At the same time, Nograles expressed optimism that getting fully vaccinated against COVID-19 and getting booster shots would prevent the country’s healthcare utilization rate from reaching alarming levels.
“This is what we’re seeing right now, those who are fully vaccinated only get mild symptoms or are even asymptomatic or are resolved in two days, three days… This is where the effect of full vaccination comes into play. We’re seeing less hospitalization from fully vaccinated,” he said.
He renewed his call to the public to get fully vaccinated and to get their boosters to protect themselves and others from COVID-19.
Earlier, Metro Manila mayors unanimously agreed to retain Alert Level 3 over the NCR.
Members of the Metro Manila Council, composed of the 17 mayors in the NCR, noted that the healthcare utilization rate (HCUR) in the metropolis between Jan. 8 and 9 logged only a slight increase, which is still within the metrics for Alert Level 3.
DOH statistics show intensive care unit (ICU) beds were at 51 percent full last Jan. 8 and rose to 52 percent on Jan. 9. Isolation beds went from 51 percent to 50 percent on the same dates. Ward beds use rose to 62 percent to 65 percent, while the use of ventilators decreased from 27 percent to 26 percent.
“We are consistently monitoring the region’s HCUR rate, and we assure the public that the NCR mayors are ready in case the metrics show the need to escalate Metro Manila to alert level 4,” said MMC chairman and concurrent Metropolitan Manila Development Authority chief Benjamin Abalos Jr.
Abalos said the public seems to be self-regulating in the past few days, citing less traffic on the road and fewer people in the malls.
The MMDA chief underscored the importance of vaccination, citing records from the DOH that 85 percent of critical and severe COVID-19 cases and 93 percent of deaths are unvaccinated.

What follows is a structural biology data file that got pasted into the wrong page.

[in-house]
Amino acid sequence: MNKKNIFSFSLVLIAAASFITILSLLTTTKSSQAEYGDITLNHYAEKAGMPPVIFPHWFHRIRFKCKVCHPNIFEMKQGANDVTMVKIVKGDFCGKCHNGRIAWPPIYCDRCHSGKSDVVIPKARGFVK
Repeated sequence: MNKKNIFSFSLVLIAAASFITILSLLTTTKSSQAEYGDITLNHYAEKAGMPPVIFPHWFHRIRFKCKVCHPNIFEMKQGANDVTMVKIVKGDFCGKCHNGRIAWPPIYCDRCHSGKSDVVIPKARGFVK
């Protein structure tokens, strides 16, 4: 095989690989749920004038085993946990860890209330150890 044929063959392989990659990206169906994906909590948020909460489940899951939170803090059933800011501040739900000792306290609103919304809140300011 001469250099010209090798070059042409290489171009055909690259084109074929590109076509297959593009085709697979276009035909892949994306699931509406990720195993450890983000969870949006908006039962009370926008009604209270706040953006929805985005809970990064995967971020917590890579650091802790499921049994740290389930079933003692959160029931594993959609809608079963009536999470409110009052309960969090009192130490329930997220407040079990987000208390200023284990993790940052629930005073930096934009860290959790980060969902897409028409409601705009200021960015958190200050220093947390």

Meanwhile, Abalos advised asymptomatic to moderate cases to seek medical advice through telemedicine to avoid congestion of hospitals.
He also asked for understanding from the unvaccinated, emphasizing that the MMC resolution restricting their mobility was aimed at helping them and it only applies when Metro Manila is under Alert Level 3 or higher.
Abalos also appealed to the public not to panic, assuring them that the DOH, IATF, and the LGUs are on top of the situation.
“We need the cooperation of all. Let us follow the guidelines set by the DOH and continue to observe minimum health protocols,” he said.
Meanwhile, the Pasay City government placed 64 barangays under granular lockdown to prevent the further spread of COVID-19 in the city.
As of. Jan 8, the city logged 1,750 (7.31 percent) active cases, bringing to 23,942 the total number of COVID-19 cases.
Presidential Adviser for Entrepreneurship Joey Concepcion on Monday concurred with the decision to stay at Alert Level 3.
“Alert Level 3 at this point in time, to me, is sufficient. People are not going out. On top of that, I mean, you have people who just don’t want to go out. The Omicron spread is just tremendous,” Concepcion said, referring to the highly contagious variant of the coronavirus.